• There is often an underlying workflow system that supports, in addition to manual state transitions, automated transitions based on activity or time, which is very valuable.
  • Access control over transitions, viewing, and modifying allow for the creation of complex automated systems that address a wide range of applications.

The second bullet is what often makes this a ‘collaborative' model – the need to interact around a given process to handle complications. This follows Pareto's law or the 80/20 rule: 20% of resources go to support 80% of the (standard) interactions, while the other 80% of the resources go to support the 20% of the non-standard interactions (exceptions) which are more complex processes, where there is the need for clarification, rules arbitration, exception handling, etc, are well suited to this model.

Forms submission to Human Resources or Accounting use this model. Once a form, such as a vacation request, is submitted to the system, the submitter can track the state of the request without having to ask anyone in the processing organization for status updates.

A better example is that of a customer service representative faced with an irate customer that did not get their product shipment when promised or got the wrong product. The customer service representative can often look at a database or online form to see if/when and what was shipped. But the customer can often do that also, and it does not give any answers to why the customer got the wrong or late product. This is an exception to a standard support process and requires that the customer support representative talk to someone in shipping to find out what happened. If the person responsible for the shipment has initialed the online form and in available online, they can be contacted through IM by the customer service rep, who can find out where the mistake occurred, and work out a solution/resolution immediately with the irate customer.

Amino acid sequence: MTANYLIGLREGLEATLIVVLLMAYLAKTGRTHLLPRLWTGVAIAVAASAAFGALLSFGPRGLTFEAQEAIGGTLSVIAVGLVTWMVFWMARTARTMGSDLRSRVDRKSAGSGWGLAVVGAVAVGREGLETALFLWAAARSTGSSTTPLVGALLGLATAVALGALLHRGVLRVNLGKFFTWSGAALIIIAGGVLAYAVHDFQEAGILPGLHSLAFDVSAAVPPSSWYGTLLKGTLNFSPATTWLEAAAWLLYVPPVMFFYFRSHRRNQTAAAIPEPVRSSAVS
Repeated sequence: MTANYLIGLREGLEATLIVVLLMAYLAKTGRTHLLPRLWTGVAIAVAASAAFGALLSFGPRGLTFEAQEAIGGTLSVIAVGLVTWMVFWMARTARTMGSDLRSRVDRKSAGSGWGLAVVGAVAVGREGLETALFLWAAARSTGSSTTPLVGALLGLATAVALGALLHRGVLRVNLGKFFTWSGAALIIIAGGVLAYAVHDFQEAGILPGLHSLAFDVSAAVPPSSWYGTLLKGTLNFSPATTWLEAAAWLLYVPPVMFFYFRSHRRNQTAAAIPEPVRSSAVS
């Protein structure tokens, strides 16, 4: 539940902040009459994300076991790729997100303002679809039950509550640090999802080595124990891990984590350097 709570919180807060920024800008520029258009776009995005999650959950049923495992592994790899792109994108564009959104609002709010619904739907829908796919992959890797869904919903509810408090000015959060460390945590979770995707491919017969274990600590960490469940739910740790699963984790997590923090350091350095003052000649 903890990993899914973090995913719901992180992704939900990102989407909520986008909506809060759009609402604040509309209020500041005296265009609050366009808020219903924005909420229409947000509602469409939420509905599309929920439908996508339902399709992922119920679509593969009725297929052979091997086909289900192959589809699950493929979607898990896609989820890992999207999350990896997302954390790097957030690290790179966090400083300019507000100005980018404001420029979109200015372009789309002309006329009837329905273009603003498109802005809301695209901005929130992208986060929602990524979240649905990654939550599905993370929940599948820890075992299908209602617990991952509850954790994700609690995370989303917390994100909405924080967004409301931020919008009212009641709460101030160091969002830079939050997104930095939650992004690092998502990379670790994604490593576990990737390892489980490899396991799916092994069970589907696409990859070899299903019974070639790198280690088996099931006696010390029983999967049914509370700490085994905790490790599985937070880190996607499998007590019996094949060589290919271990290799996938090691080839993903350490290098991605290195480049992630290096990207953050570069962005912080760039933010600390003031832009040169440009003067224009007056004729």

The Value of Models

 We have defined some of the elementary building blocks of collaboration. Many of these models can be aggregated (used simultaneously, yet separately) or combined into hybrid models. For example, by combining the Library and Solicitation models an association can create a “best practices” library by soliciting feedback on each practice; as a result, those using the practices can make them that much more valuable (to others).

A framework for analyzing and designing collaborative systems can be built based on an understanding of the pure models and how they may be combined. For a given situation, an analysis of the requirements can produce a mapping to the available models, pure or combined. Then, by iterating through the models, additional opportunities for added value within the system can be found. Once a thorough understanding of the require-ments emerges, a design can piece together the components into a complete collaborative system.